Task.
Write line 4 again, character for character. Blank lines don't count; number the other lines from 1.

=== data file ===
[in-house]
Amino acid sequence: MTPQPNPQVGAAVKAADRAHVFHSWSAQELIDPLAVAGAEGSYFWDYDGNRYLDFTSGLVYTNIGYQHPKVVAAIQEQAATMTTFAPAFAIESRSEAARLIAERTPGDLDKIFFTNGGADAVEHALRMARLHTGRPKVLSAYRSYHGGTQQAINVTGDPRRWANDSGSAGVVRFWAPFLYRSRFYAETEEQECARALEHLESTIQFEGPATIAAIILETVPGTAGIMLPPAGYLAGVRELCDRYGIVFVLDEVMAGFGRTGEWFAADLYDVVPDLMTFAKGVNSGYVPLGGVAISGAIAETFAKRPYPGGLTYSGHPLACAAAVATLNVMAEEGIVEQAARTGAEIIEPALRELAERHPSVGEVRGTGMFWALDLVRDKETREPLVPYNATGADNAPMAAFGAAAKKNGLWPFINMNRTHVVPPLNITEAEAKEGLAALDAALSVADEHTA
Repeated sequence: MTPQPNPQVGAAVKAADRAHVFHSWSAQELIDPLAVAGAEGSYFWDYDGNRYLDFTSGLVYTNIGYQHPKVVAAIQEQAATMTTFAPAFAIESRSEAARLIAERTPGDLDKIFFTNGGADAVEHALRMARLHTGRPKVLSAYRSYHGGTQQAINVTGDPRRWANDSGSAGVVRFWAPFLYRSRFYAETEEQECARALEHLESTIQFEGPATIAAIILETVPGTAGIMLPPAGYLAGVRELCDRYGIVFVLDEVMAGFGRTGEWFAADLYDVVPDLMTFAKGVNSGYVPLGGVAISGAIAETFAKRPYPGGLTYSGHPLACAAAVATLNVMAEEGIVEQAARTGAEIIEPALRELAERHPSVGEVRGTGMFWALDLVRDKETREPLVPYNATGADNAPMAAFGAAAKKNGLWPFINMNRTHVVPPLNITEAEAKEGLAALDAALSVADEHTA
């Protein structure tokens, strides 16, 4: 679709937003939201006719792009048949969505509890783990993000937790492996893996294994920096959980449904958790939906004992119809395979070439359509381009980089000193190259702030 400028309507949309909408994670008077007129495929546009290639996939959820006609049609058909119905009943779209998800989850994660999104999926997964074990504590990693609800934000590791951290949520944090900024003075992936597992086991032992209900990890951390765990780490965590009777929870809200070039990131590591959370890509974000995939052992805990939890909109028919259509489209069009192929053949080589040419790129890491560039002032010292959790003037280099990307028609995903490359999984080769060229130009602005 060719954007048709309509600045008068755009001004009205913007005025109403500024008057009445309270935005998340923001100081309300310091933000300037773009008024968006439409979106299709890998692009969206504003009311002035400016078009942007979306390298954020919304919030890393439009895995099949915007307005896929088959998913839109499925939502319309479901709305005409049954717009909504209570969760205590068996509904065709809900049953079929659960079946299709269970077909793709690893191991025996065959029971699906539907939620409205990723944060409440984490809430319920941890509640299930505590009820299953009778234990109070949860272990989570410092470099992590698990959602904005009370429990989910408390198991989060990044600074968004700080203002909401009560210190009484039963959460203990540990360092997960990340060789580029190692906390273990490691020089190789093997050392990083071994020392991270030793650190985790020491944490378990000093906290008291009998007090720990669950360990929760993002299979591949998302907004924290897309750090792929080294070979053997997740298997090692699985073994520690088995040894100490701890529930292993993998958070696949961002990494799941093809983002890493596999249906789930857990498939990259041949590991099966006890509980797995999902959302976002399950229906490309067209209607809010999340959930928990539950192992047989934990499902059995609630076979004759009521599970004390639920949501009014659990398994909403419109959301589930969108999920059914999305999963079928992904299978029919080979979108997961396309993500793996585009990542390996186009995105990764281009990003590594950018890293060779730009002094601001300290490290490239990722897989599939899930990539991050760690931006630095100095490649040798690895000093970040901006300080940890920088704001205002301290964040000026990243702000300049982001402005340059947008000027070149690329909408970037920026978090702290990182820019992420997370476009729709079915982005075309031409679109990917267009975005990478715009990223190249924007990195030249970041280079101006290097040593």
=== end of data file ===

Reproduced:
């Protein structure tokens, strides 16, 4: 679709937003939201006719792009048949969505509890783990993000937790492996893996294994920096959980449904958790939906004992119809395979070439359509381009980089000193190259702030 400028309507949309909408994670008077007129495929546009290639996939959820006609049609058909119905009943779209998800989850994660999104999926997964074990504590990693609800934000590791951290949520944090900024003075992936597992086991032992209900990890951390765990780490965590009777929870809200070039990131590591959370890509974000995939052992805990939890909109028919259509489209069009192929053949080589040419790129890491560039002032010292959790003037280099990307028609995903490359999984080769060229130009602005 060719954007048709309509600045008068755009001004009205913007005025109403500024008057009445309270935005998340923001100081309300310091933000300037773009008024968006439409979106299709890998692009969206504003009311002035400016078009942007979306390298954020919304919030890393439009895995099949915007307005896929088959998913839109499925939502319309479901709305005409049954717009909504209570969760205590068996509904065709809900049953079929659960079946299709269970077909793709690893191991025996065959029971699906539907939620409205990723944060409440984490809430319920941890509640299930505590009820299953009778234990109070949860272990989570410092470099992590698990959602904005009370429990989910408390198991989060990044600074968004700080203002909401009560210190009484039963959460203990540990360092997960990340060789580029190692906390273990490691020089190789093997050392990083071994020392991270030793650190985790020491944490378990000093906290008291009998007090720990669950360990929760993002299979591949998302907004924290897309750090792929080294070979053997997740298997090692699985073994520690088995040894100490701890529930292993993998958070696949961002990494799941093809983002890493596999249906789930857990498939990259041949590991099966006890509980797995999902959302976002399950229906490309067209209607809010999340959930928990539950192992047989934990499902059995609630076979004759009521599970004390639920949501009014659990398994909403419109959301589930969108999920059914999305999963079928992904299978029919080979979108997961396309993500793996585009990542390996186009995105990764281009990003590594950018890293060779730009002094601001300290490290490239990722897989599939899930990539991050760690931006630095100095490649040798690895000093970040901006300080940890920088704001205002301290964040000026990243702000300049982001402005340059947008000027070149690329909408970037920026978090702290990182820019992420997370476009729709079915982005075309031409679109990917267009975005990478715009990223190249924007990195030249970041280079101006290097040593």